Arriving in America: A Bhutanese Story

Dec 1, 2011

The Bhutanese are by far the largest group of refugees in New Hampshire. Since 2008 the US has resettled almost 800 men, women and children in Concord, Manchester, and Laconia

Before then, many Bhutanese lived for nearly two decades in camps in Nepal. 

As part of our series on immigration, we will follow one Bhutanese family as they spend their first year in the Granite State.

Keith Shields has our first installment.


Allow me to introduce you to the Darji Family.  There’s Rom who’s 23, his 21 year old wife Saraswarti and their one year old daughter Angel.


Since July, the Darjis have lived in an apartment complex in Concord with Rom’s mother.

They grew up in refugee camps.

They lived in flimsy bamboo huts. There were times when they had little to no food. And Saraswarti and Rom say, conditions at the camp so dirty, that it made people ill.  

(Saraswarti)  "There is too dirty, and people are too sick." (Rom) "Yeah, most of camp was dirty. But one thing is that we could not get authorize to work out of the refugee camp and that is also painful to us."

To understand how over one hundred thousand Bhutanese ended up in refugee camps, you have to go back pretty far, to 1616.   That’s when the kingdom of Bhutan was established.

Soon after, and for centuries after that, men and women from the nearby country of Nepal were allowed into the country.  They built roads and schools, worked on the Bhutanese tea plantations and eventually gained citizenship.

But in the 80’s things began to change. The government established a One Nation, One People policy.  The Nepalese speaking Hindus were told to practice the Buddhist customs and beliefs of the government.   Bhagirath Khatiwada is with New Hampshire’s Bhutanese Community Association.  He was in the same refugee camp as Rom Darjee.

"People were forced to speak the language that is being spoken by the ruling class. People were asked to follow the culture that is being practice by the ruling class which other ethnic groups did not like."

Soon after a census was started; anyone who couldn’t provide tax documents to prove they were citizens as far back as 1958, was asked to leave the country.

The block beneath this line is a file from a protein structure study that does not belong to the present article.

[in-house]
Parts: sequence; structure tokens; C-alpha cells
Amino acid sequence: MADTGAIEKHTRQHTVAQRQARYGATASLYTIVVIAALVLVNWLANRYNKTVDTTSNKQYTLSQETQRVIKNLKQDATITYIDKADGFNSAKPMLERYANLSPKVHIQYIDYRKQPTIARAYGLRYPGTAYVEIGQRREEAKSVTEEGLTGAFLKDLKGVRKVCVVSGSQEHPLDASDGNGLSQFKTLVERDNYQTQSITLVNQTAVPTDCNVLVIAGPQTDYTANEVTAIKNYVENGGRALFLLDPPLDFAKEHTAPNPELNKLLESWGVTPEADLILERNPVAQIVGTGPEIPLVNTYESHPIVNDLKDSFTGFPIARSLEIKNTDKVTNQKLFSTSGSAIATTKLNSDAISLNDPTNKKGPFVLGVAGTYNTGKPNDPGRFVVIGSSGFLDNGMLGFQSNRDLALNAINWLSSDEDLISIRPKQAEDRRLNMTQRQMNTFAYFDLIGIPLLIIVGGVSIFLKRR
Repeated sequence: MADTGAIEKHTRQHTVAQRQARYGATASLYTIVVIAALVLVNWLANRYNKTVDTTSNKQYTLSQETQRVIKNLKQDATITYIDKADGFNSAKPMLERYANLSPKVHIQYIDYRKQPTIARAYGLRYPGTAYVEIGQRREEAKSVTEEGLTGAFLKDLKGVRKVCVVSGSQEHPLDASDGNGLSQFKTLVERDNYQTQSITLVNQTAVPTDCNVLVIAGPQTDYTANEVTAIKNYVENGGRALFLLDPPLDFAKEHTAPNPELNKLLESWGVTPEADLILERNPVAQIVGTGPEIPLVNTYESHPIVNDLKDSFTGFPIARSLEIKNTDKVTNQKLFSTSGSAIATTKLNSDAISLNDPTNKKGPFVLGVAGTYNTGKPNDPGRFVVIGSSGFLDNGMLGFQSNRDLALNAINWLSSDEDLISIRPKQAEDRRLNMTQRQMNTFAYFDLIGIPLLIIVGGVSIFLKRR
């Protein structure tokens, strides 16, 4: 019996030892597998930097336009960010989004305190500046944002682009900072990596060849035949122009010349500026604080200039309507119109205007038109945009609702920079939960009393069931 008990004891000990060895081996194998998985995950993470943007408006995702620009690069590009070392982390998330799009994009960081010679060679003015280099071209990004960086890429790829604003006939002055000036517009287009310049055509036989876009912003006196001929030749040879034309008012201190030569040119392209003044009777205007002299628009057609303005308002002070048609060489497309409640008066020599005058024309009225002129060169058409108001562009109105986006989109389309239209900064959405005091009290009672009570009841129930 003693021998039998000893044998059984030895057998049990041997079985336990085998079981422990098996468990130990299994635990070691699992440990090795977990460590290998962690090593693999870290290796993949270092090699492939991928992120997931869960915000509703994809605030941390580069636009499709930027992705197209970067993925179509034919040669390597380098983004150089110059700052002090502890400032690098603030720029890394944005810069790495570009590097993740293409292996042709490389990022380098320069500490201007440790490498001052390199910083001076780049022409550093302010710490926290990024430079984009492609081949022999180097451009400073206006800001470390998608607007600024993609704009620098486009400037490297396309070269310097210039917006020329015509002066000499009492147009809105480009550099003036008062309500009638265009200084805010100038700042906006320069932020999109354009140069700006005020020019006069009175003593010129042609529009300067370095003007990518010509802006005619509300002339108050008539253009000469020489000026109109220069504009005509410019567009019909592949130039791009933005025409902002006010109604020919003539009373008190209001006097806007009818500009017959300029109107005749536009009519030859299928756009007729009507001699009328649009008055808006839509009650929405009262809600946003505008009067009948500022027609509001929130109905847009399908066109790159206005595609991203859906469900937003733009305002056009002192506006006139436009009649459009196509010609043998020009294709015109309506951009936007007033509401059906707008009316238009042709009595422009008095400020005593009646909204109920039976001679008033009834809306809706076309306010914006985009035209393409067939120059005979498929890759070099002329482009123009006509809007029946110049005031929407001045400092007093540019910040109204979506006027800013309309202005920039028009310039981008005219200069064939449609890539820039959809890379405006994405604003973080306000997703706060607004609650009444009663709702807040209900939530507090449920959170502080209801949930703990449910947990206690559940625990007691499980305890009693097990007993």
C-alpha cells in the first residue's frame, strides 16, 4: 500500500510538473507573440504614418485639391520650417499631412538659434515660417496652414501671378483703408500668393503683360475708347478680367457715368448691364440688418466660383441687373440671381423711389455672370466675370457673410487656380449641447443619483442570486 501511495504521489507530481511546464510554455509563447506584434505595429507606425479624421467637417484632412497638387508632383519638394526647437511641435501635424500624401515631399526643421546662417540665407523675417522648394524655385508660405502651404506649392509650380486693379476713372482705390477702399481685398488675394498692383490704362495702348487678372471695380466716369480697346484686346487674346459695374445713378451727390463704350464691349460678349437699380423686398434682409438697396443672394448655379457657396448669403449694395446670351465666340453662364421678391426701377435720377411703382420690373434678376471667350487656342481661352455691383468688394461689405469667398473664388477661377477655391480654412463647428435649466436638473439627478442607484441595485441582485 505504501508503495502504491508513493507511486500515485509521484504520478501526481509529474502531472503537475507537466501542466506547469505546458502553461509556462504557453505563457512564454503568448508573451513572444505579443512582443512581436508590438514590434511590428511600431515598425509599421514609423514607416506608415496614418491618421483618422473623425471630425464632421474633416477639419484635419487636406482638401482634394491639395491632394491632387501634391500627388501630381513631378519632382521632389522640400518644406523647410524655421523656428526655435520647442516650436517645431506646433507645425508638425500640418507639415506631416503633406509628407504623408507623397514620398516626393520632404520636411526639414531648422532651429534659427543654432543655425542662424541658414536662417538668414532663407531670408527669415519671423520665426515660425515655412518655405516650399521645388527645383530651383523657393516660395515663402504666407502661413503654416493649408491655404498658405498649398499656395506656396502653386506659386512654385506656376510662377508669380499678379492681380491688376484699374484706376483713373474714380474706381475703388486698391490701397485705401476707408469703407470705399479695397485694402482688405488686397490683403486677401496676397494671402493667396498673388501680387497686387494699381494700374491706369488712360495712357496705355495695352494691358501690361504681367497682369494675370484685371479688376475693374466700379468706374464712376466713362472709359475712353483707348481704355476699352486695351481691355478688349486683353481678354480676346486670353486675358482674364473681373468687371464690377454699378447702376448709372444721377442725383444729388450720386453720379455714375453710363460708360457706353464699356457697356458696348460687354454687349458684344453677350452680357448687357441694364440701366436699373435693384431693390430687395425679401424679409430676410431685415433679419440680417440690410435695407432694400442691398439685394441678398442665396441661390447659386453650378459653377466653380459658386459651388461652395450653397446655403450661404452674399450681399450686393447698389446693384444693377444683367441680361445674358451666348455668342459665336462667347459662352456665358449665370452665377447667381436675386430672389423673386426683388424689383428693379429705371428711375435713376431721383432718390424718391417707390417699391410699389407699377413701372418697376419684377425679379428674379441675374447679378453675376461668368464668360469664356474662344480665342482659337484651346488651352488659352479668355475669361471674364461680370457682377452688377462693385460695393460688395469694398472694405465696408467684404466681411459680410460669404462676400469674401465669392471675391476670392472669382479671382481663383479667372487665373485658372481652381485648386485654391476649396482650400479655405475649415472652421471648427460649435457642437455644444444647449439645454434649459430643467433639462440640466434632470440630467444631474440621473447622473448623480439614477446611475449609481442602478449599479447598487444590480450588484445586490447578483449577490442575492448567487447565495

Most didn’t leave, and so tougher methods of intimidation were used.

"Armies were deployed in the villages, they started terrorizing people physically. They beat someone in public so that other people would fear that ‘oh that thing would be happening to me as well”. We left everything, left our domestic animals, we left whatever we had, we were not allowed to take anything else, just ourselves."

Tens of thousands ethnic Bhutanese wound up in refugee camps in Nepal, where, as Rom recalls, treatment from surrounding villagers could be harsh.

"Sometimes when refugee person work in the village, then the local people kidnap them and they beaten them."

For nearly two decades, the United Nations tried to get the Kingdom of Bhutan to allow the Nepalese to return.  Finally in 2008, they gave up.   Many of the Bhutanese refugees living in Nepal would be resettled to the United States and six other countries.  That year, 154 came to New Hampshire.

Every year since, several hundred have arrived.

Bhagirath Khatiwada now works with many of the newcomers.

"In terms of resettlement, language is the biggest requirement for people to be integrating successfully and easily. Next one is driving skills.  These folks had never an opportunity to drive a car back in country.  And then, finding a job."


In those respects the Darjees have integrated fairly well in the four months since they arrived in New Hampshire. 

They now have a home and carpet under their feet for the first time.

They use appliances that they had no idea existed only a year ago.

Rom already has his driver’s license and a car. And he uses that car to drive himself and his brother in law to their jobs in Haverhill, Massachusetts.  

They know they’re lucky in so many ways.

Many more Bhutanese still live in the camps, including some of Rom’s family.

"We think we are the lucky guys to be as a refugee, and sometime we feel lots of happiness and sometimes we feel also sadness that we had the no future before...  our life is like the insect in the different section of Nepal and Bhutan.  KEITH –When you say an insect, you sort of mean small right?, Yeah, you felt small living in the refugee camp. The refugee is like an insect because insect nobody wants. Nobody wants the insect to be at the home."

So for Rom and his family, the biggest gift, by far, more than new appliances and a new job, is they can, for the first time in their lives, feel a part of a country.

"But now we are not an insect, because some organization, pick up us up from the pit. Now we are not the insect, we are the human being, because now we have the right, we have the freedom. We can work, we can do the right thing for the nation."

The Darjees are on the right track, but many challenges lie ahead, mostly economic.  Their refugee benefits have largely run out, they have rent to pay, a young baby to care for and they must repay an expensive plane ticket that brought them to New Hampshire.  In our next installment, we’ll look at how the Darjees pay the bills.

For New Hampshire Public Radio, I’m Keith Shields